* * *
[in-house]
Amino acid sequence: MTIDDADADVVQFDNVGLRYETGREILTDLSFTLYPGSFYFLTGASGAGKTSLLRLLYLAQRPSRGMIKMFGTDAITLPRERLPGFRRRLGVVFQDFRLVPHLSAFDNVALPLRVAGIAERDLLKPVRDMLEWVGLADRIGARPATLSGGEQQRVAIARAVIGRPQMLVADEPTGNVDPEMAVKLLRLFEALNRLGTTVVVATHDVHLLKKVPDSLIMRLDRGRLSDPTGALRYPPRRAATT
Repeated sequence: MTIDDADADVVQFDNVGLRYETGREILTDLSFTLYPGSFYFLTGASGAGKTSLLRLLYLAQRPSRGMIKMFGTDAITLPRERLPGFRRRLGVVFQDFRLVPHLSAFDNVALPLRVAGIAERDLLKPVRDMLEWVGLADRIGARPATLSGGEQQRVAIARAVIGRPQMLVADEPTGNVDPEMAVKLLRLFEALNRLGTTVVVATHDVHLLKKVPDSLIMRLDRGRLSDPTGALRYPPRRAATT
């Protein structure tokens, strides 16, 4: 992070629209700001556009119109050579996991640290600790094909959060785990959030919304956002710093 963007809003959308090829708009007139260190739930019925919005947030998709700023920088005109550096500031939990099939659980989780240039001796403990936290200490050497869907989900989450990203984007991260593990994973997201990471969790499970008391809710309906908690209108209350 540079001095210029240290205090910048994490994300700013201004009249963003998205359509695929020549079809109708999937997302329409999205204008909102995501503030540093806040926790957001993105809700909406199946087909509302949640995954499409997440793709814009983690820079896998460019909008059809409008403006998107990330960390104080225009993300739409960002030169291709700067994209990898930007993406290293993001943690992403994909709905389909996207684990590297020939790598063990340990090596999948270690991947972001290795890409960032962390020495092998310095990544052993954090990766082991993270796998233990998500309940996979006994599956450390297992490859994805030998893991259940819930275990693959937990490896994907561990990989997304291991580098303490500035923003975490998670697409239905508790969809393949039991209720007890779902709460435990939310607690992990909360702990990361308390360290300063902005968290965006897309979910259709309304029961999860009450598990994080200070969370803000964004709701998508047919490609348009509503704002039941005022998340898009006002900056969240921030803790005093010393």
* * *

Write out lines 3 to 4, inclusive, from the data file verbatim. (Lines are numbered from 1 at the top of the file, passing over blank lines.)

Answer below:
Repeated sequence: MTIDDADADVVQFDNVGLRYETGREILTDLSFTLYPGSFYFLTGASGAGKTSLLRLLYLAQRPSRGMIKMFGTDAITLPRERLPGFRRRLGVVFQDFRLVPHLSAFDNVALPLRVAGIAERDLLKPVRDMLEWVGLADRIGARPATLSGGEQQRVAIARAVIGRPQMLVADEPTGNVDPEMAVKLLRLFEALNRLGTTVVVATHDVHLLKKVPDSLIMRLDRGRLSDPTGALRYPPRRAATT
């Protein structure tokens, strides 16, 4: 992070629209700001556009119109050579996991640290600790094909959060785990959030919304956002710093 963007809003959308090829708009007139260190739930019925919005947030998709700023920088005109550096500031939990099939659980989780240039001796403990936290200490050497869907989900989450990203984007991260593990994973997201990471969790499970008391809710309906908690209108209350 540079001095210029240290205090910048994490994300700013201004009249963003998205359509695929020549079809109708999937997302329409999205204008909102995501503030540093806040926790957001993105809700909406199946087909509302949640995954499409997440793709814009983690820079896998460019909008059809409008403006998107990330960390104080225009993300739409960002030169291709700067994209990898930007993406290293993001943690992403994909709905389909996207684990590297020939790598063990340990090596999948270690991947972001290795890409960032962390020495092998310095990544052993954090990766082991993270796998233990998500309940996979006994599956450390297992490859994805030998893991259940819930275990693959937990490896994907561990990989997304291991580098303490500035923003975490998670697409239905508790969809393949039991209720007890779902709460435990939310607690992990909360702990990361308390360290300063902005968290965006897309979910259709309304029961999860009450598990994080200070969370803000964004709701998508047919490609348009509503704002039941005022998340898009006002900056969240921030803790005093010393």